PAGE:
1947 Motoconfort Scout

James De Ath /

So I´ve got myself a Motoconfort Scout 50cc from (probably) the late 1940s. Girder forks and a rigid frame. Originally it had a separate 2 speed gearbox. Not sure how much power these made originally, but I doubt it was more than about 2hp. Mine is a total barn find - lots of French farmer style repairs, three paintjobs and generally ridden into the ground.

Rather than scouring France for original parts, to end up with something very slow, I thought I´d try and fit an MBK AV10 motor, so I could have some tuning parts and general spares availability. I´m still working on making the motor pivot, so i can use a variateur. This is tough as I can´t hang the motor, as it is in an MBK 51, I will try and make it pivot from below instead. I also needed to find room for the pulley, as the bike never had one originally. It´s a bit of a juggling act trying to work out alignment and I had to remake part of the frame to get some clearance.

I also decided to use 26" wheels on it, instead of the oddball original size, as there aren´t too many tyres available in a 600A. The new wheels are a bit bigger and bulk the bike up a bit. Fat tyres will probably help the ride too. I found some better hubs and alloy delivery bike rims and thick stainless spokes and built the wheels myself. Not done it before, but it came out pretty well.

I need to source a carb and exhaust, to see how i´m going to fit it all into the frame. I bought a brand new AV10 motor and I´ll probably end up using a Doppler exhaust, because it´s pretty straight and has the rotator at the head, which should be really useful for lining it up. My question was, what would be a good carb and inlet to use with a stock motor and this exhaust? I´ll quite likely do some more tuning on the motor later on, so I´d like to keep whatever carb I buy. Something that would maybe work with a 70cc kit later, if needed, would be good. Any suggestions?

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Re: 1947 Motoconfort Scout

It’s kinda a shame that you changed it so much. It looks like a modern motorized bike kit wanna be vintage now :(

The original lines were amazing

A 15-16mm carb would be good but the exhaust is going to depend on how it swings. Either do a ball joint hanging pipe or mount a rigid pipe that attaches to the engine directly but you’d likely have to modify one or hack n weld something together

Re: 1947 Motoconfort Scout

James De Ath /

> JBOT Admin Wrote:

> -------------------------------------------------------

> It’s kinda a shame that you changed it so much. It looks like a modern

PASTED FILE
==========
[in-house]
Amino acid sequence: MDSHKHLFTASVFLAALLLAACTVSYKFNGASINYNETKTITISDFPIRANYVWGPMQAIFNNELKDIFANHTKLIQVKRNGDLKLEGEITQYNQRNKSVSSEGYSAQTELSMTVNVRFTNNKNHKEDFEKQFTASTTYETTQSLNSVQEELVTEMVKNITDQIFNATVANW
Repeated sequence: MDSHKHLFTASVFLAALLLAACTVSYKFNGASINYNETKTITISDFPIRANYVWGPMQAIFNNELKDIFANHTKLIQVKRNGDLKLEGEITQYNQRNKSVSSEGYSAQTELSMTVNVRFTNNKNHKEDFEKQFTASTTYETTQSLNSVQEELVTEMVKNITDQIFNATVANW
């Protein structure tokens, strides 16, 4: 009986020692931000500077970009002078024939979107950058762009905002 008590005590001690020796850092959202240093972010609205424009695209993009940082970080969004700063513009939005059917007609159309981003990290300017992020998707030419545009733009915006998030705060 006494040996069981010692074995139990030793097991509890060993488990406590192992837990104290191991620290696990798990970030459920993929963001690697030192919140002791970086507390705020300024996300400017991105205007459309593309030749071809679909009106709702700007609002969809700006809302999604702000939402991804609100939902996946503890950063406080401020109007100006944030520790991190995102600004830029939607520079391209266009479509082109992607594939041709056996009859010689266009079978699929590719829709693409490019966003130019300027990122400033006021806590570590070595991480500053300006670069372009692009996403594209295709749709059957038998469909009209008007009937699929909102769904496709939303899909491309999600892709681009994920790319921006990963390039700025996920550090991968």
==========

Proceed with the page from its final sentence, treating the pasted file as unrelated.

> motorized bike kit wanna be vintage now :(

>

> The original lines were amazing

Errrr...... I haven´t changed it much at all, so I'm not really sure what you mean. Anyway, don´t judge it yet, it´s far from finished. I´ll be refitting mudguards and the correct luggage rack and painting it an old timey colour. It needs to look original so I can avoid any hassle from the Polizei (I´m in Germany).

I´ve seen 17.5mm carbs....would that be too big for a stock cylinder 50? (edited)

Re: 1947 Motoconfort Scout

You could do it. It’ll run fine.

The stock reeds limit to about 16mm I think.

Yeah it’s just in the US 26in wheels just are so common and give a shitty aesthetic. But yeah I get it. You do what ya do. The stock look was just so unusual and nice

Re: 1947 Motoconfort Scout

What’s the original size of wheels

Re: 1947 Motoconfort Scout

James De Ath /

The originals are 600A size, which is only commonly used on wheelchairs as far as I can find out. It´s just for tyre availability more than anything. The original rims where junk, along with the hubs, brakes, engine, gearbox and exhaust. It´s not like I ruined anything. I want something I can use.

Thanks for the advice!

Re: 1947 Motoconfort Scout

541 iso for the 600a vs 559 iso for 26", so it's the closest available size. Schwalbe does have some e-bike rated tires in 26".

Re: 1947 Motoconfort Scout

I’m probably wrong completely, I’ll wait to see the end result. Good luck

Re: 1947 Motoconfort Scout

600-55c is 24x2.25. you can get 100s of bicycle tires for it, but there are a few motorcycle tires available. Here's one:

https://www.vintagetyres.com/shop/chambrier-24x2-25-600x55c

Personally, I'd restore it, and find something not so rare to butcher to go fast. And that's all I'm going to say about that. Good luck.

Re: 1947 Motoconfort Scout

James De Ath /

> baird co Wrote:

> -------------------------------------------------------

> Personally, I'd restore it, and find something not so rare to butcher to

> go fast.

Butcher? Did you look at the "before" pictures!? I was specifically looking for one that nobody else would have bothered to save. As an example of the state of it, when I took the gearbox out, lumps of the casing stayed in the frame. As for restoring it, it´s just not worth it. These bikes aren`t particularly rare here and even in decent condition they aren´t worth much - you can get a nice restored one for 1500 euros. It would have made far more sense to just go and buy one of those, but I wanted something to build.